PARIS – Diners in French bistros and cafes wanting to take home leftovers are often met with bewildered looks. That could soon change with a proposed law requiring small restaurants to provide "le doggie bag" to any customer who asks.
While doggie bags are common in the United States and Asia, where they are viewed as a compliment to the chef, Europeans often consider it gauche to take home uneaten food.
“In Paris and large cities, people tend to eat out more. But in the rest of France, food is something that is mostly consumed at home,” explained Paris sociologist Anne Lhuissier. “We go to the restaurant for special occasions or as a special treat, so taking food home feels bizarre."
The practice is so unusual in this food-obsessed country that people say “le doggie bag,” because there is no equivalent term in French. The hotel and restaurant industry union UMIH tried to promote the more chic “le gourmet bag.”
“It’s a smart move,” said Emmanuel Dumas, 36, in Paris. “If the food is good, you won’t have any leftovers. And if you have leftovers, you are still getting what you have paid for!”
A recent government survey found that 70% of French people have never taken home leftovers, but that 75% of the respondents were open to the idea of doggie bags.
Bérangère Abba, a member of Parliament who proposed the doggie bag law, calls it a "common-sense measure" aimed at reducing food waste that will find wide acceptance. She said the vote on the bill is likely by the end of May.
“Most consumer associations and the majority of restaurateurs have welcomed the bill,” Abba said. She said some critics complained that supplying containers to the public would be an extra burden on restaurateurs.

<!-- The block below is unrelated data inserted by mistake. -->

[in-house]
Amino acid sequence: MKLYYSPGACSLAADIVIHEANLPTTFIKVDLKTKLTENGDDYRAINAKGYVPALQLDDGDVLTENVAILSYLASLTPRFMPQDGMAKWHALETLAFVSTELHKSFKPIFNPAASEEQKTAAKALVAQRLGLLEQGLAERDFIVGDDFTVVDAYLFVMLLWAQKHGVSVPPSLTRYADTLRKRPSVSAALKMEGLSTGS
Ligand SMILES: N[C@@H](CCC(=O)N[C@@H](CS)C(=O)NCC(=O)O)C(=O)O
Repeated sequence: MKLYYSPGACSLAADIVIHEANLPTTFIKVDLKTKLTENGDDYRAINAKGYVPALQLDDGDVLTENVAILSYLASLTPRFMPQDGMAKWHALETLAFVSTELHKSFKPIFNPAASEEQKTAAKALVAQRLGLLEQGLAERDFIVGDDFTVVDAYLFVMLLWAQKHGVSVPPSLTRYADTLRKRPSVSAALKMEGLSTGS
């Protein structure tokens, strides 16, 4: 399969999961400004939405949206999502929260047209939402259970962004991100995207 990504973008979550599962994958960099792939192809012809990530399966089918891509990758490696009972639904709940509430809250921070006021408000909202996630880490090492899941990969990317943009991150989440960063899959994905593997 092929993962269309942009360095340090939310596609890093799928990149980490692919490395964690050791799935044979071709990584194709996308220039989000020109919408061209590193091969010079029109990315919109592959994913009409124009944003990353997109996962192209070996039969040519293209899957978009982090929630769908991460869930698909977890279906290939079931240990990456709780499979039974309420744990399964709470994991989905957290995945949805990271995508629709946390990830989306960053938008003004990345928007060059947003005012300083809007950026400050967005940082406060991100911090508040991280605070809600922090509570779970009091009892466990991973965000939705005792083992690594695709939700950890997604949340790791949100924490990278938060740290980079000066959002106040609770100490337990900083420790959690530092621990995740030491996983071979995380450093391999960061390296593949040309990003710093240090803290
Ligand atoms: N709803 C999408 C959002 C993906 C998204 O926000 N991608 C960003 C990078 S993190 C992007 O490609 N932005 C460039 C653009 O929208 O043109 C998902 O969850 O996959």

In the past few years, this country known for gourmet food and fine dining has made huge strides toward curbing food waste in half by 2025.
France banned supermarkets from throwing away unsold food, ordering that it be donated to charities. In 2016, the French government mandated that restaurants serving more than 150 customers a day must provide doggie bags if requested. The new measure would expand the rule to include all restaurants, since most French eateries are smaller than that.
Grass-roots initiatives such as food-sharing apps and community groups that donate unwanted food have also helped spread the message.
As a result, France clinched the top spot last year in a survey of 25 countries that waste the least amount of food.
The report, by The Economist and the Barilla Center for Food and Nutrition Foundation, also highlighted a curious point: The French waste 234 pounds of food per person annually, compared with about 430 pounds per person in the United States, where doggie bags are the norm.
The difference can be attributed to French views on food, said Lindsey Tramuta, author of the guidebook The New Paris. While portions are growing, France still largely lacks supersized meals and retains a culture where slow dining and enjoying good food every day is normal, Tramuta said.
“I think the French in general know their limits and order what they can realistically eat, in which case they won’t even need a doggie bag,” she said.
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